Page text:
The elongated seed-heads are borne at the top of the stems and are initially thin in nature (i.e. spiciform), but become more open and narrowly pyramid-shaped (i.e. pyramidal) as they mature. These seed-heads (20-45 cm long) have numerous stiffly spreading branches (5-10 cm long). Each of these branches bears numerous tiny, densely packed, and elongated (i.e. lanceolate) or oval (i.e. elliptic) flower spikelets almost to its base. The dark green or greyish-green flower spikelets (1.7-2.2 mm long) contain a single tiny flower (i.e. floret) inside two bracts (i.e. glumes). The lower bract (i.e. glume) is 0.3-0.5 mm long and the upper bract (i.e. glume) is 0.5-0.8 mm long (i.e. less than half the length of the flower spikelet). Flowering occurs throughout the year, but mainly during spring, summer and autumn. The tiny seeds (i.e. grains or caryopses) turn yellowish-brown or reddish-brown in colour as they mature. These seeds (0.8-1 mm long and up to 0.5 mm wide) are oblong or egg-shaped (i.e. obovoid) and separate from the remainder of the flower spikelet at maturity (i.e. the pale coloured old glumes remain on the seed-head).

Reproduction and dispersal 

This species produces large quantities of tiny seeds.These seeds become somewhat sticky when wet, and may be spread after becoming attached to animals, clothing and vehicles. They may also be dispersed by water, in mud, and in contaminated agricultural produce (e.g. fodder and pasture seed lots).

Similar species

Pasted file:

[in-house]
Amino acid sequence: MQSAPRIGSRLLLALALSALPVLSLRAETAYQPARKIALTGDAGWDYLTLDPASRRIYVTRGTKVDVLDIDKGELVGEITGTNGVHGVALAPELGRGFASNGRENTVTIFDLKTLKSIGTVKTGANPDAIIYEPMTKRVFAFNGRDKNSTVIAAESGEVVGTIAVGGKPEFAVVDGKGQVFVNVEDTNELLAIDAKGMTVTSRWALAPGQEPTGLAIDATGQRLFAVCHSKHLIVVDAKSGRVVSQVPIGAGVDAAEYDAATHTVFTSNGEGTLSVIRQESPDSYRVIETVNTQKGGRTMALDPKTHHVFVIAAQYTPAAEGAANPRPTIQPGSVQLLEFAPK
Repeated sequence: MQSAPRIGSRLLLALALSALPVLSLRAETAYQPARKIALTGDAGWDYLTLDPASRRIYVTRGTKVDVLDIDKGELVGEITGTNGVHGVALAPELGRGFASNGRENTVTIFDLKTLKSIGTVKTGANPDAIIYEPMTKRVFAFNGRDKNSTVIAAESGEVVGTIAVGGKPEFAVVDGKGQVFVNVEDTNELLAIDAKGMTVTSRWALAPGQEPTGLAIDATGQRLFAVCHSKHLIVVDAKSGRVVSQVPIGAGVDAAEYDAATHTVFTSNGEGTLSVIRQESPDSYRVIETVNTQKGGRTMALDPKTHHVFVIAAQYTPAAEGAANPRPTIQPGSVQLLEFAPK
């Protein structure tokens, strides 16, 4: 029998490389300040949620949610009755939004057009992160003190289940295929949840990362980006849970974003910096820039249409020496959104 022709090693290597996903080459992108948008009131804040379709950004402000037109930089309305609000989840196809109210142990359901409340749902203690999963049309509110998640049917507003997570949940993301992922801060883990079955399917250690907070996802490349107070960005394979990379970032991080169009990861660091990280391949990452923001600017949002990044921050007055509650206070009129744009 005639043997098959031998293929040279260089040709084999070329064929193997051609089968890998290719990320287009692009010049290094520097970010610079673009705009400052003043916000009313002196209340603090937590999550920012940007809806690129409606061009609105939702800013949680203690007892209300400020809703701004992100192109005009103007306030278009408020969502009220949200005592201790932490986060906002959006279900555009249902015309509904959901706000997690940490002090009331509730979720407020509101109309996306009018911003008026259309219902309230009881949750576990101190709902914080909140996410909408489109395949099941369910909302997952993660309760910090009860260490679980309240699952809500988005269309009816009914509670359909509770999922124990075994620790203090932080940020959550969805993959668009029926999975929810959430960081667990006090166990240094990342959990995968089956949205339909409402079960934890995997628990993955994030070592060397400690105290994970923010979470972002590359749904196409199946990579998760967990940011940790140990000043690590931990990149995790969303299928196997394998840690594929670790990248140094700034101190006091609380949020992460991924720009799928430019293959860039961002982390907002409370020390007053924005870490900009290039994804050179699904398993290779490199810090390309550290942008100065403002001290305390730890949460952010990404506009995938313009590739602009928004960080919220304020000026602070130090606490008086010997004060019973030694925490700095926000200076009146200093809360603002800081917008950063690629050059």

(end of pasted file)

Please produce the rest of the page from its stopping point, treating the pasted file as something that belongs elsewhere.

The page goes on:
Giant rats-tail grass (Sporobolus pyramidalis ) is very similar to other introduced rats-tail grasses (Sporobolus spp.) including another species known as giant rats-tail grass (Sporobolus natalensis), Parramatta grass (Sporobolus africanus), giant Parramatta grass (Sporobolus fertilis ) and American rats-tail grass (Sporobolus jacquemontii ). It is also similar to some native species such as the slender rats-tail grasses (Sporobolus creber and Sporobolus elongatus). Distinguishing between these species is often very difficult and a specialist may need to be consulted, however the following is a guide to the differences that may be apparent: giant rats-tail grass (Sporobolus pyramidalis) is a relatively large plant (usually 90-200 cm tall) with relatively large pyramid-shaped (i.e. pyramidal) seed-heads (20-45 cm long). These seed-heads have numerous relatively long branches (50-100 mm long) that stiffly spread away from the main stem. Its flower spikelets are moderately-sized (1.7-2.2 mm long).giant rats-tail grass (Sporobolus natalensis) is a relatively large plant (60-150 cm tall) with relatively large spike-like (i.e. spiciform) seed-heads (20-30 cm long). These seed-heads have numerous relatively long branches (30-70 mm long) that usually spread away from the main stem. These branches are normally densely arranged and the seed-head is un-interrupted. Its flower spikelets are moderately-sized (1.6-2.3 mm long).Parramatta grass (Sporobolus africanus) is a relatively small plant (usually less than 50 cm tall) with relatively small spike-like (i.e. spiciform) seed-heads (6-35 cm long). These seed-heads have numerous short branches (10-20 mm long) that are usually held closely (i.e. appressed) to the main stem. These branches are normally densely arranged and the seed-head is mostly un-interrupted (except occasionally at the base). Its flower spikelets are relatively large (2-2.8 mm long).giant Parramatta grass (Sporobolus fertilis) is a relatively large plant (usually 80-160 cm tall) with relatively large spike-like (i.e. spiciform) seed-heads (15-50 cm long). These seed-heads have numerous moderately long branches (20-80 mm long) that are held closely (i.e. appressed) to the main stem or slightly spreading. These branches are normally densely arranged and the seed-head is mostly un-interrupted (except occasionally at the base). Its flower spikelets are relatively small (1.5-2 mm long).American rats-tail grass (Sporobolus jacquemontii) is a moderately-sized plant (usually 50-75 cm tall) with relatively small elongated seed-heads (8-25 cm long). These seed-heads have numerous relatively long branches (50-100 mm long) that usually spread away from the main stem. These branches are normally densely arranged and the seed-head is un-interrupted. Its flower spikelets are relatively small (1.5-2 mm long).slender rats-tail grass (Sporobolus creber) is a moderately-sized plant (usually less than 100 cm tall) with relatively long and very narrow spike-like (i.e. spiciform) seed-heads (18-60 cm long). These seed-heads have numerous short stiff branches (5-10 mm long) that are always held closely (i.e. appressed) to the main stem. These branches are normally widely spaced and the seed-head is interrupted (except near the top). Its flower spikelets are relatively small (1.2-1.7 mm long).slender rats-tail grass (Sporobolus elongatus) is a moderately-sized plant (usually 50-100 cm tall) with relatively long and narrow spike-like (i.e. spiciform) seed-heads (10-30 cm long). These seed-heads have numerous relatively long branches (40-80 mm long) that are usually held closely (i.e. appressed) to the main stem (sometimes slightly spreading). These branches are normally densely arranged and the seed-head is mostly un-interrupted (except occasionally at the base). Its flower spikelets are moderately-sized (1.5-2.3 mm long).